January 31, 2017

What a Difference a Space Makes

Version Control

I love the Python package manager pip. It used to be hard work to install the right packages for Python, especially when dealing with dependencies between different packages. One of the best features of pip is that it comes with a binary package format called wheels that allows me to deliver my binary extensions to Python in a very convenient way.

Alas, binary wheels are not available on Linux (yet) - something about binary incompatibilities between different Linux distributions. On Linux, pip will go and fetch the source code wheel and try to locally compile and install the package. This requires that the user installs all the prerequisites first, that is (at least on Ubuntu):




The latter is required if you want to build P4Python with SSL support. The ability to have SSL support available with a pip install was a new feature I added in P4Python 2016.1.

But how do I actually find the correct SSL library you ask, given the fact that I need at least OpenSSL 1.0.0 if SSL support is supposed to work with the P4API libraries?

I cheat.

SSL build support

I cannot know in general terms where you installed your SSL libraries, so I make an assumption that the command ‘openssl’ has to be in the path and that the executable version matches the installed libraries. Then I run:

            openssl version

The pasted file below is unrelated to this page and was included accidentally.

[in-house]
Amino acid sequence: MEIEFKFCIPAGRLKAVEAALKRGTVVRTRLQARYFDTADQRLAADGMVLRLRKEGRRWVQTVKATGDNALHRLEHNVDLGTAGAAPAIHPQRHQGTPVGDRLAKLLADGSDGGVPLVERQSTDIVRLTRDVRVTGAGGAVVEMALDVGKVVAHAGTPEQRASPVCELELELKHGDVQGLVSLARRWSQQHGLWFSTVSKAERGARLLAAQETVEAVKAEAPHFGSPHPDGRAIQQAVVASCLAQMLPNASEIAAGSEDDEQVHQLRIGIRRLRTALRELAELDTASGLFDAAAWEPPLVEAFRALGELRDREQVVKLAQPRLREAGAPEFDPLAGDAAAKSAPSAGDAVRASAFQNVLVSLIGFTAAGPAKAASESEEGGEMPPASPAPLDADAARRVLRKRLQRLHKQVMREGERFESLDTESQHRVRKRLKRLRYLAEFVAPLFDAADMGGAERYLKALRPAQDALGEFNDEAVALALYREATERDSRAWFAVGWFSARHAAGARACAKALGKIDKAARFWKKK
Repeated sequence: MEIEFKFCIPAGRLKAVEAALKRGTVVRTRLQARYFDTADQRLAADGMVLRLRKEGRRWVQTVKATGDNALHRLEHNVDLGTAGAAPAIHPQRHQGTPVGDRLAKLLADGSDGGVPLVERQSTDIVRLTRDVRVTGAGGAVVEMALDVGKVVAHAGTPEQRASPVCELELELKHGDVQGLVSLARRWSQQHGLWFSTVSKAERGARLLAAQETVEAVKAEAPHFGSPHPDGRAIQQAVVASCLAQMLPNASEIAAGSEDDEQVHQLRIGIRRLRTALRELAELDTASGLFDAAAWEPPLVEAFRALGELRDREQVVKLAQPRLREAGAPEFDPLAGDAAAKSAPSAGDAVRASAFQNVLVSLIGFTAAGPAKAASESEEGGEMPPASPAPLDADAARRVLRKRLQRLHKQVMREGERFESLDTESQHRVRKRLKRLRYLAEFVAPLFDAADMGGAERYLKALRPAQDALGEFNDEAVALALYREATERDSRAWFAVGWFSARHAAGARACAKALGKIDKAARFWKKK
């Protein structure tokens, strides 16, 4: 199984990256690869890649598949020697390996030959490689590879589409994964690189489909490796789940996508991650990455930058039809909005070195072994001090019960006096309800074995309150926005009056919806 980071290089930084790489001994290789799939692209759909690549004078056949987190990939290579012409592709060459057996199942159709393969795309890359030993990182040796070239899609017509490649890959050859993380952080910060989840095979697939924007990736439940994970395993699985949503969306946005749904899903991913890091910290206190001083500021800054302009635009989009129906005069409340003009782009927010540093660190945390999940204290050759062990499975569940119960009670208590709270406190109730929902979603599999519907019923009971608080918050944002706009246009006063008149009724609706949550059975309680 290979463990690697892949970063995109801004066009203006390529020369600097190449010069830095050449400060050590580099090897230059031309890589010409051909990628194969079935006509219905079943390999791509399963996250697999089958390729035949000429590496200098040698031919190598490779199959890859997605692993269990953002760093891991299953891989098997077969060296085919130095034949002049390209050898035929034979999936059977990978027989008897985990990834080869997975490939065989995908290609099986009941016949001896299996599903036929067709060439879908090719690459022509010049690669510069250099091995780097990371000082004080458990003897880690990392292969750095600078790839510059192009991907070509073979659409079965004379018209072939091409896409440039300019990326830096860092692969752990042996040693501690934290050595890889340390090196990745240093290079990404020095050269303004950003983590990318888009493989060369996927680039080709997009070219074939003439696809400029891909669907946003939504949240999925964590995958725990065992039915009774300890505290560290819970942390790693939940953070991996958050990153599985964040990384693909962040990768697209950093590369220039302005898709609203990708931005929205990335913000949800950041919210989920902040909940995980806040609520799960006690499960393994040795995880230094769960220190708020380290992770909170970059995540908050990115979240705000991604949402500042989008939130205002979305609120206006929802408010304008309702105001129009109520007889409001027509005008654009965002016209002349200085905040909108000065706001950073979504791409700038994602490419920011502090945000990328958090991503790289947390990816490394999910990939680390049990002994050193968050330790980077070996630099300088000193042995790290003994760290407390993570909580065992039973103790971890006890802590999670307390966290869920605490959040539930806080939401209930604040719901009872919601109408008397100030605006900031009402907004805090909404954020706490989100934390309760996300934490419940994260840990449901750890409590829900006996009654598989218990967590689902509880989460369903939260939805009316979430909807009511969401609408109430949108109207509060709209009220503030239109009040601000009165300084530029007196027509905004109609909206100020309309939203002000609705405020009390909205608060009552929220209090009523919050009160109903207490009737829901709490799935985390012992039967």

and parse the output for the version string. On my Mac, this yields:

            OpenSSL 1.0.2d 9 Jul 2015

Looks good enough, so I proceed to add “-lssl” and “-lcrypto” to the build command and add the path to the libraries for good measure.

Now let’s do this on Linux Xenial (16.04) as well. The same command yields:

            OpenSSL 1.0.2g  1 Mar 2016

Notice the extra space between the version number and the date? This broke my little regular expression, with the result that the build script assumes there is no correct version of OpenSSL around – and therefore builds without it.

Solution and Workaround

I have fixed the build script now to accommodate the different forms of the version file, but you won’t see the result yet until I publish P4Python 2016.2 later this month. For now, you can help yourself with a little trick:

            sudo pip install --install-option=”--ssl” –install-option=”/usr/lib” p4python

The extra install options are passed to the build script (setup.py). Note that you have to specify –install-option twice, the second time with the path to your SSL libraries.

Incidentally, you can use the same trick to prevent ‘pip install p4python’ going off to the Perforce ftp site for every install. The reason the command does this is to download the latest version of the P4API libraries. If you have the libraries downloaded already and want to simply reference them during the build phase you can add these options to your pip command:

           --install-options=”--apidir” –install-options=”<path to P4API library>”

One day, or so they promised us, there will be binary wheels for Linux as well; then you can join the happy family of Windows and Mac users who can enjoy them already.

For now, you can wait for P4Python 2016.2, which will add support for Python 3.6 (among other small fixes), or you can use the workaround I just explained – unless you want to simply download the sources and build it yourself.

Happy hacking!